In this post from September I discussed the NMCCA’s decision in United States v. Tinsley, No. 201600083 (N-M. Ct. Crim. App. Jul. 6, 2017), in which the CCA affirmed a larceny conviction where the appellant was charged with stealing two dog kennels but the members convicted him of stealing only one kennel. The issue was that the members did not indicate which of the two kennels they found the appellant stole.
A two-judge majority of a three-judge panel of the CCA found the evidence sufficient to sustain a conviction to either kennel, and so affirmed. One judge dissented, however, on the basis that the members’ findings as to the kennel(s) are ambiguous, and so would set aside the portion of the conviction involving the kennel.
Last week CAAF agreed with the dissent:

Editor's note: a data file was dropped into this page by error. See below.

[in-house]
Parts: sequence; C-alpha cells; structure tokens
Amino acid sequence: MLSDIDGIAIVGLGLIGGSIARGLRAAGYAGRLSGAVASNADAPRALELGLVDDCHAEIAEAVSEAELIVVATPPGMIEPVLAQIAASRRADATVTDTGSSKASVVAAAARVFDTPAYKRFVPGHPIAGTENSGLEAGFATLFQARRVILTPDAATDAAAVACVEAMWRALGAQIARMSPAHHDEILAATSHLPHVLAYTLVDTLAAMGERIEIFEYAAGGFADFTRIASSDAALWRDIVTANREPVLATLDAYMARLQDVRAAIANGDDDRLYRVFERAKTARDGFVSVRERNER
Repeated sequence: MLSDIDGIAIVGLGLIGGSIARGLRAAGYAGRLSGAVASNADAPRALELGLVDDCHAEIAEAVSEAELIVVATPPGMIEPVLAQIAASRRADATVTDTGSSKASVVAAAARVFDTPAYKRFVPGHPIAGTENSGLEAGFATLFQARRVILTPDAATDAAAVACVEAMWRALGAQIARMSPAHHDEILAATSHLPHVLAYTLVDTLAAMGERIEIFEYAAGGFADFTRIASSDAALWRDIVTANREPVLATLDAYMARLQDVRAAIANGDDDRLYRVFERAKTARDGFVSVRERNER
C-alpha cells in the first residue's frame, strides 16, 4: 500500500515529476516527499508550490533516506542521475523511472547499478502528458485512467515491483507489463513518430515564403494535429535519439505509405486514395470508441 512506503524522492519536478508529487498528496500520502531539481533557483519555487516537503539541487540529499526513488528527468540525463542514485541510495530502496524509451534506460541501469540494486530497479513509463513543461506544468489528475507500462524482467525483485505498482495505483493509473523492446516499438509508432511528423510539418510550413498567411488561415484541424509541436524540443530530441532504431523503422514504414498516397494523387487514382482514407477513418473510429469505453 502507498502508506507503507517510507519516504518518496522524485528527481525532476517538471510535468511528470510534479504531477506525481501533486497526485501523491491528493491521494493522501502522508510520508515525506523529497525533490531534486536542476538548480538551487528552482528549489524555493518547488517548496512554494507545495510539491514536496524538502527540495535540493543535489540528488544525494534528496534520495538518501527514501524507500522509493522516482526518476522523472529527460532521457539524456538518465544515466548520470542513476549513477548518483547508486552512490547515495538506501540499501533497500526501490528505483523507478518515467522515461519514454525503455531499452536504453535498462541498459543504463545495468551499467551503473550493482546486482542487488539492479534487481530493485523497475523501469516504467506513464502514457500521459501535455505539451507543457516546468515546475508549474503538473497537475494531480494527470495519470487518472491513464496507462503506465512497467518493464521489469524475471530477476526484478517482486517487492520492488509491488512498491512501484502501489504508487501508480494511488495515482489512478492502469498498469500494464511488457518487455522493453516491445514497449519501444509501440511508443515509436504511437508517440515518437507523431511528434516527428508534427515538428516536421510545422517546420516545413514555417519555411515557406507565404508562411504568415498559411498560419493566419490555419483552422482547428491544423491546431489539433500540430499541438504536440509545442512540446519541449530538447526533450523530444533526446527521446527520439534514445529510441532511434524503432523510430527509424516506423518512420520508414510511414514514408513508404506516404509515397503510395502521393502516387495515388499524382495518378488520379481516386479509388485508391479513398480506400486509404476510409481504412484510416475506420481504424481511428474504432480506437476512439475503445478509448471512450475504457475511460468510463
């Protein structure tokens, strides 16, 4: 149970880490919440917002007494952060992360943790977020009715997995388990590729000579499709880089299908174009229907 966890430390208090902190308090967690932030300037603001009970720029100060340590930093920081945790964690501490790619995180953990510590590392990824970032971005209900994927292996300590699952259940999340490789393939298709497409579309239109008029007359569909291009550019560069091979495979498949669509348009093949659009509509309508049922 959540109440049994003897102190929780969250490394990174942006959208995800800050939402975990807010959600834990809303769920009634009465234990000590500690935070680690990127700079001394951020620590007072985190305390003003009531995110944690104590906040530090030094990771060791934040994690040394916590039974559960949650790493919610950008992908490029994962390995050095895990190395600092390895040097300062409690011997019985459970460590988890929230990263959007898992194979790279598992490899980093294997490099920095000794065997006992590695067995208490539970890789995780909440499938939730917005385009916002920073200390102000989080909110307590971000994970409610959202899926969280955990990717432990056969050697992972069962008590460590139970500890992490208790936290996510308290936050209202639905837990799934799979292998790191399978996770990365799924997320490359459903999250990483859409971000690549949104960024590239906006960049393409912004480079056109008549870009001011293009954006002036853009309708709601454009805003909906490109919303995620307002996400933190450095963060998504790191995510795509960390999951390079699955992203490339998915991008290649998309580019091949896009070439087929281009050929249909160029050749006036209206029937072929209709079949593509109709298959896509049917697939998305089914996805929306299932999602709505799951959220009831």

No. 17-0579/MC. U.S. v. Michael R. Tinsley. CCA 201600083. On consideration of the petition for grant of review of the decision of the United States Navy-Marine Corps Court of Criminal Appeals and in light of United States v. Walters, 58 M.J. 391 (C.A.A.F. 2003), it is ordered that said petition is hereby granted, and the decision of the United States Navy-Marine Corps Court of Criminal Appeals is affirmed, except for the words, “one kennel,” in Specification 1 of the Charge. The finding of guilty as to the excepted words is set aside and those excepted words are dismissed.